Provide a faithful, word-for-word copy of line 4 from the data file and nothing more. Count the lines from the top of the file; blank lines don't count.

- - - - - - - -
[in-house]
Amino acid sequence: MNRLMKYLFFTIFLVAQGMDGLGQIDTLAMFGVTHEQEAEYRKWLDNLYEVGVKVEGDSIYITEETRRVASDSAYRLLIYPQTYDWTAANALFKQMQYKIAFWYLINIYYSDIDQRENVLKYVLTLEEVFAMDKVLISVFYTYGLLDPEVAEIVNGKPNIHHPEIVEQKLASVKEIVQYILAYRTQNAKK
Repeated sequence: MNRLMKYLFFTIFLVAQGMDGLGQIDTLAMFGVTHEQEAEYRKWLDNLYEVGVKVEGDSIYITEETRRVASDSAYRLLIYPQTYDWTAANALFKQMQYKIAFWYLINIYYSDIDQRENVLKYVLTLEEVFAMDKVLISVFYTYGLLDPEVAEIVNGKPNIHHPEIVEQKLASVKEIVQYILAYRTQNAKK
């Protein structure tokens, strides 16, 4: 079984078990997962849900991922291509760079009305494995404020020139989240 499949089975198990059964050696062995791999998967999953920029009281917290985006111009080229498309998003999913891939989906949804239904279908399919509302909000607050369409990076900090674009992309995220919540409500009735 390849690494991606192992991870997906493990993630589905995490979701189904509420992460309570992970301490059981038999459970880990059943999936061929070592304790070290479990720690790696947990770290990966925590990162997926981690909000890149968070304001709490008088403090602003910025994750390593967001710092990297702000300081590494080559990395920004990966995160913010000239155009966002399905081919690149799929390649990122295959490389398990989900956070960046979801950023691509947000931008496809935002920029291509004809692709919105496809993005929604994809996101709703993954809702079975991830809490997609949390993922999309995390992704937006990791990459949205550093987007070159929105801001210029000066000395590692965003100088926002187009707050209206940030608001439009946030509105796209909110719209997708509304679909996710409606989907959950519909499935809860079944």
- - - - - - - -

């Protein structure tokens, strides 16, 4: 079984078990997962849900991922291509760079009305494995404020020139989240 499949089975198990059964050696062995791999998967999953920029009281917290985006111009080229498309998003999913891939989906949804239904279908399919509302909000607050369409990076900090674009992309995220919540409500009735 390849690494991606192992991870997906493990993630589905995490979701189904509420992460309570992970301490059981038999459970880990059943999936061929070592304790070290479990720690790696947990770290990966925590990162997926981690909000890149968070304001709490008088403090602003910025994750390593967001710092990297702000300081590494080559990395920004990966995160913010000239155009966002399905081919690149799929390649990122295959490389398990989900956070960046979801950023691509947000931008496809935002920029291509004809692709919105496809993005929604994809996101709703993954809702079975991830809490997609949390993922999309995390992704937006990791990459949205550093987007070159929105801001210029000066000395590692965003100088926002187009707050209206940030608001439009946030509105796209909110719209997708509304679909996710409606989907959950519909499935809860079944």